Original Research

Barriers and bridges between mother tongue and English as a second language in young children

Nora E. Saneka, Marike de Witt
South African Journal of Childhood Education | Vol 9, No 1 | a516 | DOI: https://doi.org/10.4102/sajce.v9i1.516 | © 2019 Nora E. Saneka, Marike de Witt | This work is licensed under CC Attribution 4.0
Submitted: 12 December 2016 | Published: 17 April 2019

About the author(s)

Nora E. Saneka, Department of Psychology of Education, University of South Africa, Pretoria, South Africa
Marike de Witt, Department of Psychology of Education, University of South Africa, Pretoria, South Africa

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Background: Social and economic aspirations held by parents can reflect a desire for their children to learn English as a second language. Bilingual education has the potential for empowering traditionally disadvantaged groups, particularly through competence in English, a language that positions identity with power, privilege and status, thus being a political and an economic issue.

Aim: The aim was to look critically at the language development of young second-language learners within their social context.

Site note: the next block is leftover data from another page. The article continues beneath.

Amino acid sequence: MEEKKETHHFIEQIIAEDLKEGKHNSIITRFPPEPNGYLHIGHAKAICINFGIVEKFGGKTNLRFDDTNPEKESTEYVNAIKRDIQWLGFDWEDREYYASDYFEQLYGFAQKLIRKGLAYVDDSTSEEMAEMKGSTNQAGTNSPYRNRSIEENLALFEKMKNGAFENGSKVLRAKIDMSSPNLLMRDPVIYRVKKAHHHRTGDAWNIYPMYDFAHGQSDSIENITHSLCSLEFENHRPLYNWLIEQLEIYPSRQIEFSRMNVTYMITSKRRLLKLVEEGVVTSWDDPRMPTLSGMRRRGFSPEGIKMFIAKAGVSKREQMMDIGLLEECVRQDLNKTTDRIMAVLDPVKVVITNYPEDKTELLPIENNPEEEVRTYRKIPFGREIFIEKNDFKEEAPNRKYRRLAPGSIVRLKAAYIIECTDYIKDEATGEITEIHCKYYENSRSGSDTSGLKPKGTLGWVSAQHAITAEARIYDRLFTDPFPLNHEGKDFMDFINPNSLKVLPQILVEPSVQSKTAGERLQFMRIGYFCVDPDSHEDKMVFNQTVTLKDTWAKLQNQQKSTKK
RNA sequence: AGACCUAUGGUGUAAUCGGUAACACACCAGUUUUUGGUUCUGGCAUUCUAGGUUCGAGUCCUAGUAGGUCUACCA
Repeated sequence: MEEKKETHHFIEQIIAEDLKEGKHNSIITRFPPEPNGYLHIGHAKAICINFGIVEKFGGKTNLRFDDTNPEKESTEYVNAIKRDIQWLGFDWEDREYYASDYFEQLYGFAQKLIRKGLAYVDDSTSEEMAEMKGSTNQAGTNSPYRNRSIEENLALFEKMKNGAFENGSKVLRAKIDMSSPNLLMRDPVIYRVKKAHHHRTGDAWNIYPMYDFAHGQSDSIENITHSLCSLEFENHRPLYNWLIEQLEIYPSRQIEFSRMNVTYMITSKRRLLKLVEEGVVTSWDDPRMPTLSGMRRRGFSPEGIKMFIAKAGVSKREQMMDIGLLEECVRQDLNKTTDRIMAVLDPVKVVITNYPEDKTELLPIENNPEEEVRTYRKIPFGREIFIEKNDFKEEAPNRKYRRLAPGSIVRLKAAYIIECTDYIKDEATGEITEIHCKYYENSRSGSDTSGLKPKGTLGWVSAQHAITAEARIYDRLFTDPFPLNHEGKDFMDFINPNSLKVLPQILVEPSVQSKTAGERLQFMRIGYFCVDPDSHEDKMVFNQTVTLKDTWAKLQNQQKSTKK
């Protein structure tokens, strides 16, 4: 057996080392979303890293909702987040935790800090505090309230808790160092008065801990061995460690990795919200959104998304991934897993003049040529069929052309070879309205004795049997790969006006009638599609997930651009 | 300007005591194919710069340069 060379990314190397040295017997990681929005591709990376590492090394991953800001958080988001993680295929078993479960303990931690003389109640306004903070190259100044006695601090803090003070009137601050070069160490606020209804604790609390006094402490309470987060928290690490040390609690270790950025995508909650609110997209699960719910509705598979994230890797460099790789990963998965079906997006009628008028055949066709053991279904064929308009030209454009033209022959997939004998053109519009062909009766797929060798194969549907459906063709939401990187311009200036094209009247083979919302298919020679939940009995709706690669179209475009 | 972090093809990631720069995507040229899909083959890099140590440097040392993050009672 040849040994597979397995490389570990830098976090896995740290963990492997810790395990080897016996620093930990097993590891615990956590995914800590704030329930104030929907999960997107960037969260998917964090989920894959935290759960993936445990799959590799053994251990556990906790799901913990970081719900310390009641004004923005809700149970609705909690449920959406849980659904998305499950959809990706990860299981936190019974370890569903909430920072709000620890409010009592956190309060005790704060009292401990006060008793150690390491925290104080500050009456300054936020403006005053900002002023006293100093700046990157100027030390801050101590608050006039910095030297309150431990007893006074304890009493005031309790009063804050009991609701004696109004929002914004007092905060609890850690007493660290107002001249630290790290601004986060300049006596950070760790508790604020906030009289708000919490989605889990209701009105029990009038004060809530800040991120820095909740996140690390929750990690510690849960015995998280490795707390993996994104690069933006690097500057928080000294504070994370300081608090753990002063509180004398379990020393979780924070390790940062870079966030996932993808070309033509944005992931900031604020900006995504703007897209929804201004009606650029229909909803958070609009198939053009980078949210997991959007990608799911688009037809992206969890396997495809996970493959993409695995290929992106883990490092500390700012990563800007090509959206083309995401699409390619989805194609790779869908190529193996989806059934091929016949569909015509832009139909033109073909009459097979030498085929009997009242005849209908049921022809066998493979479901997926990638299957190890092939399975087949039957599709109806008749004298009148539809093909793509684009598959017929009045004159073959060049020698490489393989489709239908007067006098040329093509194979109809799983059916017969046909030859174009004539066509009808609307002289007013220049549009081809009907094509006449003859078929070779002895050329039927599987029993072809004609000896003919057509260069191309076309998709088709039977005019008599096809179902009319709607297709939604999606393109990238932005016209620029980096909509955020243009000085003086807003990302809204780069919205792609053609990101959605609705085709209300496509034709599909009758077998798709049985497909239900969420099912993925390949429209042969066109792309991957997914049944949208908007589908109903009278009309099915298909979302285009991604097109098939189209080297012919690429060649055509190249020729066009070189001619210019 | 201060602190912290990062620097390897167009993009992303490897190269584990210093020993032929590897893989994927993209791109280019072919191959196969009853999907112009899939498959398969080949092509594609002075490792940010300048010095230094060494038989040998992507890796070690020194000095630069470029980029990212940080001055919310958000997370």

Setting: An early childhood centre in Durban, South Africa.

Methods: Methodologically, a qualitative praxeological framework was used. Parent partnership in sustaining the mother tongue was sought and explored in focus group interviews, using an action–reflection cycle to understand the dilemma of young second-language learners in South Africa. Ways of overcoming language barriers using the strengths of the child were explored using persona dolls. These methods helped to develop sustained, shared thinking between children, their parents and the researcher.

Results: Young children found their own means of engaging in meaning-making processes both at home and at school. The issue of linguicism was tackled by encouraging parental participation in sustaining the mother tongue while children learned English as a second language.

Conclusion: As long as English means access to improved economic opportunities, there will be a bias against those whose home language is not English. The dilemma of the young English language learner remains an issue of equity, access and redress for past injustices.


parent participation; the young second-language learner; the right to participation; socio-constructivism; critical constructivism; praxeological research


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